The flip side, however, is that in an apartment there is almost always more space and everyone has their own room. One of the worst parts about living in a dorm is the lack of space and the fact that you have to share a small room with another person. While you still have to share space inside of an apartment, you have your own room at least. This extra space can help ease a lot of the tension that one usually finds inside of a dorm room. There is also the benefit of having your own personal kitchen and not being subjected to a limited meal plan. With your own kitchen, you can make whatever meals you want whenever you want them and store whatever food you want without any real hassle or fear of it going bad. At the end of the day, it comes down to your own personal preference as to where you want to live and what you want to sacrifice.

iOS 9 feature could take a real hit to your wallet

Black couple paying bills

One of the new innovative settings on iOS 9 could be eating away at your data plan, making your data bills skyrocket. This addition of the default setting for your iPhone is called “Wi-Fi Assist”.

The feature will identify poor Wi-Fi connections and use cellular data in its place.

The setting has a reasonable and practical purpose, heightening smartphone speeds. If Wi-Fi Assist is left activated, your iPhone will automatically and silently shift to cellular data whenever it finds that your signal is weak. This results in faster network connections, but it will eat up the data of your cell phone plan. And no one, especially broke college students, want to deal with extra charges to their data plans.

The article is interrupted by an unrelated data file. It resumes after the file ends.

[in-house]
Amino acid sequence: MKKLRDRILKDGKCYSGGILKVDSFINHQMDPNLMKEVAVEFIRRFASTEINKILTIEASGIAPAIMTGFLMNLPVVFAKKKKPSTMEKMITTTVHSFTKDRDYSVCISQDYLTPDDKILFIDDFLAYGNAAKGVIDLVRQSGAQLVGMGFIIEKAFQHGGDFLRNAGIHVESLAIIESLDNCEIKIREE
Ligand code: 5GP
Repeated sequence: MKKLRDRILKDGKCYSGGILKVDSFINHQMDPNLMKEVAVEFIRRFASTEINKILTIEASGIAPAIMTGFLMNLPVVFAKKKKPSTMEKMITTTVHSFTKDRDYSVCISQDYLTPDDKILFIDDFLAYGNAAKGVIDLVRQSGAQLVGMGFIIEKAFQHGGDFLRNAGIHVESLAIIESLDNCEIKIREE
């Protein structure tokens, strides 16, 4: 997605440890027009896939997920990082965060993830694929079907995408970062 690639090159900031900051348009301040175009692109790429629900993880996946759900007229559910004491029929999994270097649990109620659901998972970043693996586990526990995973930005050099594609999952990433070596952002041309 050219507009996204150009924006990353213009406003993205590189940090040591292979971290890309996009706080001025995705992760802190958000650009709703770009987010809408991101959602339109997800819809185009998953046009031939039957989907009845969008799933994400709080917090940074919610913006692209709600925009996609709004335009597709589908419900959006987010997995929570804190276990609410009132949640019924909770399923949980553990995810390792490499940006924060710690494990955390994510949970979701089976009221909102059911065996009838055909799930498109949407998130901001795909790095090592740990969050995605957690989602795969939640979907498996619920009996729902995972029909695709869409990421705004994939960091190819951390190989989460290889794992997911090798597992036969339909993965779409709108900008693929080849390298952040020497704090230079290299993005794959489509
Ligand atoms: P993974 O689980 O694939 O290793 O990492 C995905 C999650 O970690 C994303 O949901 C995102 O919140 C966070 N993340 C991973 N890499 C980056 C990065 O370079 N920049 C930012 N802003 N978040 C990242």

iPhone users with restricted data plans should watch out for this feature, and should deactivate the setting as soon as possible. The feature could tally up a substantial amount of extra overage fees. If you decide to take the risk, be cautious, because you will not know when Wi-Fi Assist is in effect. Data overages can occur and rack up immensely. When your next phone bill arrives, you could be due extra fees.

However, iPhone users with unlimited data plans do not have to worry; internet connections can be boosted wherever Wi-Fi is weak, deciding when it’s necessary. This also is handy for those who always switch their Wi-Fi on and off to receive a better connection through cellular data. You no longer have to do all of that hard work to swipe up and turn off your Wi-Fi; your phone will now do that on it’s own.

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To avoid possible data overage charges developed from Wi-Fi assist, deactivate the setting.

  1. Tap the “Settings” app on your home screen.
  2. Tap on the “Cellular” tab.
  3. Scroll down to the very bottom.
  4. You’ll see a toggle for “Wi-Fi Assist”.
  5. You then can switch it on and off at your discretion.

Follow the list above to toggle Wi-Fi Assist, or search settings for “Wi-Fi Assist”.

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Whatever you decide to do, just make sure to keep a tab on your data usage and plans. Don’t get charged for extra data you didn’t know you used. Just be safe, careful, and conscious.

Life off campus: Pros and cons

Picture by Stephen Mustgrave